“Health may be a political hot potato for many reasons. However, when it comes to kids, the results are clear. Our health ranking stands as a beacon for tangible results for Kentucky kids,” said Brooks. “Today’s children are born healthier and stay healthier because of access to quality care. The changed policies of late are working for kids in very tangible and in very powerful ways.”

The 24 percent decrease since 2008 in child and teen deaths—more than one-third of which are the result of accidental injuries—comes after the passage of graduated driver’s licensing in 2006 and strong booster seat legislation in 2008. Additional booster seat requirements passed this year will protect even more children from injury and death. The percentage of children without health insurance fell by 14 percent between 2008 and 2013. Kentucky is expected to make even more progress on this indicator over the next few years, as the data will reflect the effects of the state healthcare exchange, kynect, and expanded coverage to low-income parents through Medicaid. Research shows that when parents are covered, their children are more likely to be enrolled in coverage as well.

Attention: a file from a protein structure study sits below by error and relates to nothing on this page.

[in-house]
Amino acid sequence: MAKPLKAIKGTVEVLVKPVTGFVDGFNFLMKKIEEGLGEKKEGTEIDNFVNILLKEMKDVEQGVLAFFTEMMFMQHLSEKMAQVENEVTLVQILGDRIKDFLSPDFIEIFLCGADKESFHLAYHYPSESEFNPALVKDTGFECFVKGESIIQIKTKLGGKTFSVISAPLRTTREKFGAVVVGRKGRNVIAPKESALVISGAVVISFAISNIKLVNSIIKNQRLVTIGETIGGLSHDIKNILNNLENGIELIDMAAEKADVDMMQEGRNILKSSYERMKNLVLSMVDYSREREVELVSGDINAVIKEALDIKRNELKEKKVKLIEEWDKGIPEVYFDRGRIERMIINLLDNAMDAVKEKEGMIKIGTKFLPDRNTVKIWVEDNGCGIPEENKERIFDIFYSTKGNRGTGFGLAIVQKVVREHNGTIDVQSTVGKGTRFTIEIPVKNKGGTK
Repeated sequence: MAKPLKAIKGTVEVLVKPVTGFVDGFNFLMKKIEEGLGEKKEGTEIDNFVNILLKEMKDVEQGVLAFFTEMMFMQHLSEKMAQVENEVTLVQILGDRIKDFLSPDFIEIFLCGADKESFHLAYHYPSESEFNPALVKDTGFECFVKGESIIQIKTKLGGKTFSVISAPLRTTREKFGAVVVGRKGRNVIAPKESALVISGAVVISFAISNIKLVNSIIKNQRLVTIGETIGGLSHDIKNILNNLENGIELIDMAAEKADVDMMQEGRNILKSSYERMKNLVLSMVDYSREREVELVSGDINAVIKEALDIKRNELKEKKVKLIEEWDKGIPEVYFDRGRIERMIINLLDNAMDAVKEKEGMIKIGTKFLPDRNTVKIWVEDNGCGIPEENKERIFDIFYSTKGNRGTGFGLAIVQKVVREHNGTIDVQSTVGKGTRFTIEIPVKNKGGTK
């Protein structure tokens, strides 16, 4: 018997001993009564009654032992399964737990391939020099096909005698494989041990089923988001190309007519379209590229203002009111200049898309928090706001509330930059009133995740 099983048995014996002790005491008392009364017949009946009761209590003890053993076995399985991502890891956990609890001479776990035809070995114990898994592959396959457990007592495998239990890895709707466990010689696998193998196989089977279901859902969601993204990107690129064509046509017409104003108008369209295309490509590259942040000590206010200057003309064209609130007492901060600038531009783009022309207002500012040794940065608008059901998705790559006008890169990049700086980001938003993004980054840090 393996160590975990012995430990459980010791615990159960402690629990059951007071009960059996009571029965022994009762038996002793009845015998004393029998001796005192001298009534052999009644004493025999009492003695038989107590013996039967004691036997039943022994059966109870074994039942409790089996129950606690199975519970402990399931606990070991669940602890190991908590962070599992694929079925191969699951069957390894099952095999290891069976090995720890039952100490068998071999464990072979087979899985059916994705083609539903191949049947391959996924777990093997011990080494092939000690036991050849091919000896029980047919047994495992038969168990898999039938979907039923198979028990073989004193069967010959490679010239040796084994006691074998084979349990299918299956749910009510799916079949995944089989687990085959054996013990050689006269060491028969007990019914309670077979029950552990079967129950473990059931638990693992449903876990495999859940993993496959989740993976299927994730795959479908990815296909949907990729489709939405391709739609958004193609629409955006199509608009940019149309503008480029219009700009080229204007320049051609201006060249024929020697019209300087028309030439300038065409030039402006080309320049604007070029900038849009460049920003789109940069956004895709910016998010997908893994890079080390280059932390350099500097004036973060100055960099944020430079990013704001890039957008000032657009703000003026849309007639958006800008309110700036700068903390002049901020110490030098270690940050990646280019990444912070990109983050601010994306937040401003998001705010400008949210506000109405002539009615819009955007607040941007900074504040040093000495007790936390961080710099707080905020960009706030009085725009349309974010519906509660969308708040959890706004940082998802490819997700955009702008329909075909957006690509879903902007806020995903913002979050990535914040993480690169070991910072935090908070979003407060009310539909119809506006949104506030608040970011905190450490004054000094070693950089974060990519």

“The data show that KCHIP outreach efforts are paying off with most Kentucky children having insurance. With recent increases in health insurance access through kynect and Medicaid expansion, we expect to see even more children with coverage and able to receive health care. Kentucky has other opportunities to improve children’s health. For example, comprehensive smoke-free policies will reduce pregnant women and children exposure to secondhand smoke. Reducing exposure to secondhand smoke for pregnant women and children should reduce pre-term and low-birthweight babies and negative health consequences in children, such as asthma,” said Susan Zepeda, president and CEO of Foundation for a Healthy Kentucky.